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Creepy Crawlies

By on September 12, 2013 in India with No Comments
Patna to Sarnath
We left Patna, our least favorite city so far, and the horrid Hotel Chanakya, probably to the relief of all involved. Our free lassi had leaked all over the rickshaw in the night so unfortunately we had to divest ourselves of that, in their men’s bathroom. Ha.
Getting out of Patna was almost as bad as getting in and matters weren’t helped by one enormous pothole that sent our water bottle flying and me looking like an idiot running down the street after it (this is not specific to India, I look like an idiot when I run anywhere). What are people doing up at 6:30am? There is certainly no shortage of an audience to laugh at me in this country. After driving mile after mile after mile at an average speed of 11km/h and swallowing cupfulls of dust I have to admit we both independently reached the same thought: “Would it be cheating if we put the rickshaw on a train, and caught the train to Jaiselmar?” But if we’d done that we would have missed the high point of the day.
We were very disappointed after seeing signs back in West Bengal saying “Elephants have right of way” and not spotting any . Imagine our delight then, when driving down a dusty little road a thousand miles away we saw a massive, beautiful elephant making its way, towering above us with its mahout atop. We wished we’d stopped to talk to him.
We saw two new breeds of cow today. Bathing Cows, swimming in waterholes of muddy water and bright green slime, submerged all the way to their heads; and Curious George Cows who stick their heads between the wheels of parked trucks (one even stuck its head in our rickshaw!). We’ve seen goats hanging out under trucks too so I presume it’s for the shade, but I hope they know what to do when the engine starts or there’ll be a lot of decapitated livestock.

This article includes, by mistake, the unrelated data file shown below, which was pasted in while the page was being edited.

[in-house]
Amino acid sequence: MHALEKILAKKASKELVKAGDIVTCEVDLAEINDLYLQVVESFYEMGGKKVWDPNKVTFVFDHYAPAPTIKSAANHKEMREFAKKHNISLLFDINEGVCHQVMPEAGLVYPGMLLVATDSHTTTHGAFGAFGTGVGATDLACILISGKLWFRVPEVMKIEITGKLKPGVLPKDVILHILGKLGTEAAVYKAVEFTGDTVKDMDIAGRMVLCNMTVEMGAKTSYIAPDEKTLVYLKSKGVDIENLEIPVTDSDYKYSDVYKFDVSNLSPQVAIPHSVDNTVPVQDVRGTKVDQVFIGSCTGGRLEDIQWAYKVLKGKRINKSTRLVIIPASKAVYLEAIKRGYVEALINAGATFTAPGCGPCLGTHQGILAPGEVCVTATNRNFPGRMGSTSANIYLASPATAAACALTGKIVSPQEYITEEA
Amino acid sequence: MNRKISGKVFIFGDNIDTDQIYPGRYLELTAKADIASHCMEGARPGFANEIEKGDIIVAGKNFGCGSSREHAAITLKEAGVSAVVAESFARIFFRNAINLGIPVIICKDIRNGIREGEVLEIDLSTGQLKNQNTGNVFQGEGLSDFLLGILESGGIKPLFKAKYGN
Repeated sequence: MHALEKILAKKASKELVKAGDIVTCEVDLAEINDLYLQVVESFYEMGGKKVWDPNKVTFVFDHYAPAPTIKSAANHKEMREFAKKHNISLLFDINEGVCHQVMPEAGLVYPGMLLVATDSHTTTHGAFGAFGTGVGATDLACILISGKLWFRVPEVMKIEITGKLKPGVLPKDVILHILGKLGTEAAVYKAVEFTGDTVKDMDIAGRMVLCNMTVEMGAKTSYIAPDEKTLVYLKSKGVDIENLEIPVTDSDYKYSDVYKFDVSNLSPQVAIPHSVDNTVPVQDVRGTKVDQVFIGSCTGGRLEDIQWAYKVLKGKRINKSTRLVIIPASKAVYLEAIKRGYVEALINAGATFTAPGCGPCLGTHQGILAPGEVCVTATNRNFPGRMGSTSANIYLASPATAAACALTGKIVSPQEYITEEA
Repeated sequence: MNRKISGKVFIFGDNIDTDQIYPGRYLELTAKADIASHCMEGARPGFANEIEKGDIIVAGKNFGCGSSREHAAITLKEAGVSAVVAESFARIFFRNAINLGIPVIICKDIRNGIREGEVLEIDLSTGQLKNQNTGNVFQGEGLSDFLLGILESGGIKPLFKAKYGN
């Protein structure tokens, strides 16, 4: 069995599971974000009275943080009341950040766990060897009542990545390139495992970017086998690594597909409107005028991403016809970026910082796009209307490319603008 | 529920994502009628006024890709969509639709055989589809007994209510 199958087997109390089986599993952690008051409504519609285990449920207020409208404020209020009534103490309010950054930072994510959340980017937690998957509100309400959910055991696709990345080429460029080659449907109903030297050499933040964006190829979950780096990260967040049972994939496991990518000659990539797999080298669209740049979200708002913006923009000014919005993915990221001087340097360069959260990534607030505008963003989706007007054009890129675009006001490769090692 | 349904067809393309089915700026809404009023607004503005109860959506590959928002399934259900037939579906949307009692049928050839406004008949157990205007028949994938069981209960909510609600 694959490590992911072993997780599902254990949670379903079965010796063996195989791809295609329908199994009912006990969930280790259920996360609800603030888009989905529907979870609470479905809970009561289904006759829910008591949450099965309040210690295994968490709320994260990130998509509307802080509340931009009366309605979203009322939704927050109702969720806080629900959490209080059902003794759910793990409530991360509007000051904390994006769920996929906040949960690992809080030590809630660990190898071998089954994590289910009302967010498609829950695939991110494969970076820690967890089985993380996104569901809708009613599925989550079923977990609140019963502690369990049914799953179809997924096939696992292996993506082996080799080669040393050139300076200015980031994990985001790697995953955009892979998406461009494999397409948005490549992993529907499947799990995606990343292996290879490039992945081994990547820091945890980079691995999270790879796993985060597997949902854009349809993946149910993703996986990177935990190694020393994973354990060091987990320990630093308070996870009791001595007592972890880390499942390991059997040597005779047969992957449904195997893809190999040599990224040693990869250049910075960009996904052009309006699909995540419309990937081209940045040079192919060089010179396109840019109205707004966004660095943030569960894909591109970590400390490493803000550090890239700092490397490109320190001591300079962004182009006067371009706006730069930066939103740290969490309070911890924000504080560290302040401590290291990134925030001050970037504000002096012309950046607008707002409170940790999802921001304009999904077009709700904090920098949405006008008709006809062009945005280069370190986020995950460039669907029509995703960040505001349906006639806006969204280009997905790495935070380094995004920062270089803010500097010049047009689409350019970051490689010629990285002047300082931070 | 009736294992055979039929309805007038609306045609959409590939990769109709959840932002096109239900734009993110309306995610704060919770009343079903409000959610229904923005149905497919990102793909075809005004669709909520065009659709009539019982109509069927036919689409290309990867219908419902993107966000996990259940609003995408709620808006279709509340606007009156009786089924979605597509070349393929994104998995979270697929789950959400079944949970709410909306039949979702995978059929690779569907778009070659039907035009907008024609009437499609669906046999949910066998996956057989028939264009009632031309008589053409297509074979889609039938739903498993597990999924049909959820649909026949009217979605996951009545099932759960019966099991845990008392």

The trucks are crazy. Huge and colorful, green, yellow, and red, often with intricate designs and “please obey road rules” painted on the back (funny, I didn’t realize there were any road rules). They are everywhere and the rickshaw is too small to be noticed, so we need to make liberal use of the horn when passing – which we are sometimes able to do going downhill with the wind behind us.  There are often miles and miles of dead trucks, three abreast, and every 3-4 minutes one can count on seeing one stopped in the middle of the road with drivers changing a tyre, impervious to the traffic racing by them.  And in case you fail to notice a giant truck forcing you off the road, they also have elaborate horn systems that provide a tuneful jangling sound that would wake the dead.
We reach Sarnath, where the Buddha gave his first talks under the bohdi tree. We visited the vihara, the temple he spoke at there, and saw the Stupa – a giant stone monument to him.
After the nasty folks at the Hotel Chanakya (yes, okay, I’m sure you get the drift) it was so nice to be welcomed at the Hotel Buddah International. They didn’t blink an eye at the rickshaw and the room was <$20. We didn’t mind the large, cute lizards on the ceiling, or the black mold on the yellow walls, and who needs sheets, towels, electricity, and toilet paper anyway?  There was a very nice little garden and we felt very relaxed and relieved to be out of the hubbub. That is until we saw massive creepy bugs crawling all over the bed, ants all over the floor, and beetles and a black grasshopper in the bathroom (green grasshoppers = cute, black grasshoppers = not cute). At night I could feel them crawling all over me. Correction, I could feel and see them crawling all over me  – even on my face and there was much shrieking and leaping (Rick was dead to the world). I thought I’d never sleep but eventually I put earplugs in so they wouldn’t wander in and eat my brain, and nodded off.

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